Green Apple is a rambling independent bookstore in San Francisco. As a kid I lived several blocks west of the bookstore, and spent a lot of time combing the Used Sociology section (full of racy books), the graphic novels and the Nancy Drew section. The store smelled like fresh envelopes and old dust. You could stand around reading for hours. It is still a great place to find books.
As with any mecca of specialists, Green Apple boasted an astoundingly knowledgeable staff. I remember one long afternoon spent browsing the SciFi paperbacks in search of Philip K. Dick novels. There wasn’t much I hadn’t read, so I asked a guy in a Green Apple shirt what he might recommend in Dick’s place. He paused, ruffled his beard, and cocked his head sideways to scan the SciFi titles.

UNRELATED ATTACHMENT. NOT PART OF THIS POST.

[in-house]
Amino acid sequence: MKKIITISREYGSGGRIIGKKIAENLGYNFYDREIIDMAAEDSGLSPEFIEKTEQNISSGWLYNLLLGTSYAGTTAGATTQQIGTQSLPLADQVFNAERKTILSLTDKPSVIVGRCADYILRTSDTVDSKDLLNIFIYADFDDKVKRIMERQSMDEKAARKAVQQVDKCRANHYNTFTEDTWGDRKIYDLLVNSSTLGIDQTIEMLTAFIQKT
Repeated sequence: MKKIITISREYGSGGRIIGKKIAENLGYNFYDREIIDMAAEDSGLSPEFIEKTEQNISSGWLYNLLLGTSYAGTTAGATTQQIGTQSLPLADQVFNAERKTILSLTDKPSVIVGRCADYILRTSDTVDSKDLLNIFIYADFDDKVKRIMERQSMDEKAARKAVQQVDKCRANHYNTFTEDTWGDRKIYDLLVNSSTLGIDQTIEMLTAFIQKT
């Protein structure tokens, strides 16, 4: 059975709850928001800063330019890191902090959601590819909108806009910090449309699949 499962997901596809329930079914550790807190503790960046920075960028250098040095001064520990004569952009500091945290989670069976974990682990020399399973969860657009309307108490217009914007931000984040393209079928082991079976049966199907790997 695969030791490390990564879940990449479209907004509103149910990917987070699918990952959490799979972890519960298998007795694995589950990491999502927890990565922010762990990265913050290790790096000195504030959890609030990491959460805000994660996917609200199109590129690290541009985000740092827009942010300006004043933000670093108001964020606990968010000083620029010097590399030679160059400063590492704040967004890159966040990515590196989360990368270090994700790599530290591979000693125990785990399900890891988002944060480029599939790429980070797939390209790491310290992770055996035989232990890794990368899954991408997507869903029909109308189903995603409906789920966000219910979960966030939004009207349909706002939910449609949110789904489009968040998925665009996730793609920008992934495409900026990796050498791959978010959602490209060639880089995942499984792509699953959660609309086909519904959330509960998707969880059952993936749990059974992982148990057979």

“Arthur C. Clarke,” he decided, plucking a thin volume from the shelf. It cost one dollar. “Clarke is the poor man’s Philip K. Dick,” he explained, and rang me up without asking if I wanted the book. Which I did, of course. Of course I did.